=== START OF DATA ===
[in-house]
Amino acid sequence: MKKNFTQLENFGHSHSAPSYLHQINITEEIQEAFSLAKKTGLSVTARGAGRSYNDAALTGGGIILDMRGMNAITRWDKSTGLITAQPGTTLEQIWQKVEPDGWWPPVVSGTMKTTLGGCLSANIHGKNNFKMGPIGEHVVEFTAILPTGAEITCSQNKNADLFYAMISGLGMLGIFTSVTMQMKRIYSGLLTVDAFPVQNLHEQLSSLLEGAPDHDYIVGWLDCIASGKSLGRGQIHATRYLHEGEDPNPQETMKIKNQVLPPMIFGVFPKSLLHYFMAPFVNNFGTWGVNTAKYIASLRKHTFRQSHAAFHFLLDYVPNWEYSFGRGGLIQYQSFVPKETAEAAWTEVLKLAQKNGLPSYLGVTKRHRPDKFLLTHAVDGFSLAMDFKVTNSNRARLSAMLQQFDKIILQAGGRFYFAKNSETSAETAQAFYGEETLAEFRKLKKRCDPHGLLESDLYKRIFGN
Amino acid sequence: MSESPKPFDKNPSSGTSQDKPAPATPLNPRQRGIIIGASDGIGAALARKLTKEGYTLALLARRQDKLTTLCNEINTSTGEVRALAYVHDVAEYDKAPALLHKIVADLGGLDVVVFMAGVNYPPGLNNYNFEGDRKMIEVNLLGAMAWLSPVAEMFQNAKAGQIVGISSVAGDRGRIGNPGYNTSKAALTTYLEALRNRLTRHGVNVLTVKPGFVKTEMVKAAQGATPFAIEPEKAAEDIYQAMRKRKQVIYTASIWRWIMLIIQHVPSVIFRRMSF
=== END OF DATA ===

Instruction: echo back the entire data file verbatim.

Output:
[in-house]
Amino acid sequence: MKKNFTQLENFGHSHSAPSYLHQINITEEIQEAFSLAKKTGLSVTARGAGRSYNDAALTGGGIILDMRGMNAITRWDKSTGLITAQPGTTLEQIWQKVEPDGWWPPVVSGTMKTTLGGCLSANIHGKNNFKMGPIGEHVVEFTAILPTGAEITCSQNKNADLFYAMISGLGMLGIFTSVTMQMKRIYSGLLTVDAFPVQNLHEQLSSLLEGAPDHDYIVGWLDCIASGKSLGRGQIHATRYLHEGEDPNPQETMKIKNQVLPPMIFGVFPKSLLHYFMAPFVNNFGTWGVNTAKYIASLRKHTFRQSHAAFHFLLDYVPNWEYSFGRGGLIQYQSFVPKETAEAAWTEVLKLAQKNGLPSYLGVTKRHRPDKFLLTHAVDGFSLAMDFKVTNSNRARLSAMLQQFDKIILQAGGRFYFAKNSETSAETAQAFYGEETLAEFRKLKKRCDPHGLLESDLYKRIFGN
Amino acid sequence: MSESPKPFDKNPSSGTSQDKPAPATPLNPRQRGIIIGASDGIGAALARKLTKEGYTLALLARRQDKLTTLCNEINTSTGEVRALAYVHDVAEYDKAPALLHKIVADLGGLDVVVFMAGVNYPPGLNNYNFEGDRKMIEVNLLGAMAWLSPVAEMFQNAKAGQIVGISSVAGDRGRIGNPGYNTSKAALTTYLEALRNRLTRHGVNVLTVKPGFVKTEMVKAAQGATPFAIEPEKAAEDIYQAMRKRKQVIYTASIWRWIMLIIQHVPSVIFRRMSF